JP Morgan CEO Jamie Dimon listens to his presentation at the Boston College Chief Executives Club luncheon in Boston, Massachusetts, U.S., November 23, 2021.
Brian Snyder | Reuters
JPMorgan Chase on Friday reported earnings that beat analysts’ expectations on better-than-expected credit losses and a return to loan growth in parts of corporate activity.
Here are the numbers:
- Earnings: $3.33 per share, versus an estimate of $3.01, according to Refinitiv.
- Revenue: $30.35 billion, versus an estimate of $29.9 billion.
The bank’s shares fell 4.2% in premarket trading. JPMorgan said it made a net profit of $1.8 billion from the release of loan loss reserves that never materialized; without this increase of 47 cents per share, earnings would have been $2.86 per share.
After setting aside billions of dollars for loan losses early in the pandemic, JPMorgan has profited by steadily releasing funds as borrowers have held up better than expected. But CEO Jamie Dimon said he doesn’t see the accounting benefit as a critical part of the company’s bottom line. Even including the boost, JPMorgan posted the smallest profit beat in the past seven quarters.
“The economy continues to do well despite headwinds from the Omicron variant, inflation and supply chain bottlenecks,” Dimon said in the statement. “Credit continues to be healthy with exceptionally low net charges, and we remain bullish on U.S. economic growth.”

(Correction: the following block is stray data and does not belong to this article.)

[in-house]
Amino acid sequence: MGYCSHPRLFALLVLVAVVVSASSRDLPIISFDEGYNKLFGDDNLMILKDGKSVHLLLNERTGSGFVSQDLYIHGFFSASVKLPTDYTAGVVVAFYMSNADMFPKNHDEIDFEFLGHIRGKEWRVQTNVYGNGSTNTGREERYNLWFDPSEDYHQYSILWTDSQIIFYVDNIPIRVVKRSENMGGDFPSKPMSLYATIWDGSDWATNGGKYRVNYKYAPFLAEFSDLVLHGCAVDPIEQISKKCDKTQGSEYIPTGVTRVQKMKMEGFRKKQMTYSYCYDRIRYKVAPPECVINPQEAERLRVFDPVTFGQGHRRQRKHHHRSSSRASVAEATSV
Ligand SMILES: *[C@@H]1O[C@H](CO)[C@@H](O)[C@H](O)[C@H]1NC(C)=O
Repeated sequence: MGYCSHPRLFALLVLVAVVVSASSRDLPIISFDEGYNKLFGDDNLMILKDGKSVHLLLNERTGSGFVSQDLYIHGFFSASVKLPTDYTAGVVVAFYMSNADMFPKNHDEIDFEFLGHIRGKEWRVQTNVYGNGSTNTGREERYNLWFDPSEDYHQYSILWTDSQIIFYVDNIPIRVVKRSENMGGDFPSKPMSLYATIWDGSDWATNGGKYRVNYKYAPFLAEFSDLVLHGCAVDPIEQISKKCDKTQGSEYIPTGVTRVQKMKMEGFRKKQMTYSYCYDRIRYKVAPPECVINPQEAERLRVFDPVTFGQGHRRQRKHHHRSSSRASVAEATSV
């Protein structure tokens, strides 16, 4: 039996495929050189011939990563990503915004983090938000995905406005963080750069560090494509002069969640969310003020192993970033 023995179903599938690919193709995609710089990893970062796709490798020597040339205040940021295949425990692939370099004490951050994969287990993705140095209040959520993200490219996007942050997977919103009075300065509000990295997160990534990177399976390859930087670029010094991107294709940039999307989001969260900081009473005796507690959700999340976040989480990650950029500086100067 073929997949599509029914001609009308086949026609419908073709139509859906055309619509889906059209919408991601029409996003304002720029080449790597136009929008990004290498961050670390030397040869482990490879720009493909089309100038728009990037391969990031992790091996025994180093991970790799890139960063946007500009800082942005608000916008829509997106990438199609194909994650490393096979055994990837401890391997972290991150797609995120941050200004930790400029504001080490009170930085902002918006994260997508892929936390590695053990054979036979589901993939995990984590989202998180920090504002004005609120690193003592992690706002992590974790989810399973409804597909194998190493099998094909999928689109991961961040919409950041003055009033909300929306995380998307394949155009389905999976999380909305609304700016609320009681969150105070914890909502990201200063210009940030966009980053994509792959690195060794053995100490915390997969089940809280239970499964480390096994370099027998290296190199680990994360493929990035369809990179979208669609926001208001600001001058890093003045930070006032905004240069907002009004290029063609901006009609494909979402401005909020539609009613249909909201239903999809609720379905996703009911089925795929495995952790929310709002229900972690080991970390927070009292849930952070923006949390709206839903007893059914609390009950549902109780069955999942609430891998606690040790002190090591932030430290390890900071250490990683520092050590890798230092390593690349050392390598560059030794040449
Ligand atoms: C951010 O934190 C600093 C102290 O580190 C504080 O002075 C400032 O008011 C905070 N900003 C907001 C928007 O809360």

While the company’s revenue rose a modest 1% in the quarter to $30.35 billion as slower market revenue was offset by strong investment banking fees, other expenses that interest rose 11% to $17.9 billion due to higher compensation costs, the bank said. That was more than the $17.63 billion estimate from analysts polled by FactSet.
JPMorgan executives have previously spoken of the need to invest in technology and compensate employees after a booming year on Wall Street; Still, analysts can question management on the trajectory of spending this year.
“JPMorgan’s results were surprisingly weak and were hampered by unusually poor expense management,” Octavio Marenzi, CEO of consulting firm Opimas LLC, said in an emailed statement.
Government stimulus programs during the pandemic have left consumers and businesses off guard, leading to stagnant loan growth and prompting Dimon to say last year that loan growth was “challenged”. But analysts pointed to a rebound in the fourth quarter, driven by demand from businesses and credit card borrowers.
JPMorgan chief operating officer Daniel Pinto told a conference last month that fourth-quarter trading revenue was heading for a 10% decrease, driven by a decline in bond activity from record levels.
Trading revenue, however, slowed more than expected, falling 13% to $6.3 billion in the quarter, the bank said. This is largely due to a slowdown in bond trading desks. Investment banking contributed to a 37% increase in investment banking fees.
The bank was forced to pay $200 million in fines last month to settle charges that its Wall Street division allowed workers to use messaging apps to circumvent record-keeping laws.
Analysts may also question the bank on the impact of its recent decision to limit overdraft fees. JPMorgan said last month it would give customers a grace period to avoid punitive fees, a move that, along with other changes, will have a “significant” impact on revenue.
Shares of JPMorgan soared 6.2% this year before Friday, trailing the 11.6% rise in the KBW banking index.
This story is developing. Please check for updates.